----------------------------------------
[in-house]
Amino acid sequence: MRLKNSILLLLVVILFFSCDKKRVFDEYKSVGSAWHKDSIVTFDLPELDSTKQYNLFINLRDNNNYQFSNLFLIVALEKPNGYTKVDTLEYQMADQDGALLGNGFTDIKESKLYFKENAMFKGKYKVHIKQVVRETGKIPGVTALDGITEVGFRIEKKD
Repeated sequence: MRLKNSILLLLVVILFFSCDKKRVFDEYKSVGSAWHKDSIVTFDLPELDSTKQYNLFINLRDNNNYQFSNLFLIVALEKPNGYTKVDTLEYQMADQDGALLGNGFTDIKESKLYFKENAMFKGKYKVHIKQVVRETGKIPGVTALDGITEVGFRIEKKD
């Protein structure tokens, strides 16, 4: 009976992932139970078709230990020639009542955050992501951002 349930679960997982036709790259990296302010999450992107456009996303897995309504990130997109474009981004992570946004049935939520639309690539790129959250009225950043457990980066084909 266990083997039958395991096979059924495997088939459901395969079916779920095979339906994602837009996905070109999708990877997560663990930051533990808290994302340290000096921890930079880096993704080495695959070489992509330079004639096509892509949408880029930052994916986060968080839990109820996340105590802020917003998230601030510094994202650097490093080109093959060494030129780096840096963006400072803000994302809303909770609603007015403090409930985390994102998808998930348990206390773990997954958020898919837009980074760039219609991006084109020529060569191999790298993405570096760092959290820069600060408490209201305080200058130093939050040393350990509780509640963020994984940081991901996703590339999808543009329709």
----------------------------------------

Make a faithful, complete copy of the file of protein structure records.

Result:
[in-house]
Amino acid sequence: MRLKNSILLLLVVILFFSCDKKRVFDEYKSVGSAWHKDSIVTFDLPELDSTKQYNLFINLRDNNNYQFSNLFLIVALEKPNGYTKVDTLEYQMADQDGALLGNGFTDIKESKLYFKENAMFKGKYKVHIKQVVRETGKIPGVTALDGITEVGFRIEKKD
Repeated sequence: MRLKNSILLLLVVILFFSCDKKRVFDEYKSVGSAWHKDSIVTFDLPELDSTKQYNLFINLRDNNNYQFSNLFLIVALEKPNGYTKVDTLEYQMADQDGALLGNGFTDIKESKLYFKENAMFKGKYKVHIKQVVRETGKIPGVTALDGITEVGFRIEKKD
């Protein structure tokens, strides 16, 4: 009976992932139970078709230990020639009542955050992501951002 349930679960997982036709790259990296302010999450992107456009996303897995309504990130997109474009981004992570946004049935939520639309690539790129959250009225950043457990980066084909 266990083997039958395991096979059924495997088939459901395969079916779920095979339906994602837009996905070109999708990877997560663990930051533990808290994302340290000096921890930079880096993704080495695959070489992509330079004639096509892509949408880029930052994916986060968080839990109820996340105590802020917003998230601030510094994202650097490093080109093959060494030129780096840096963006400072803000994302809303909770609603007015403090409930985390994102998808998930348990206390773990997954958020898919837009980074760039219609991006084109020529060569191999790298993405570096760092959290820069600060408490209201305080200058130093939050040393350990509780509640963020994984940081991901996703590339999808543009329709």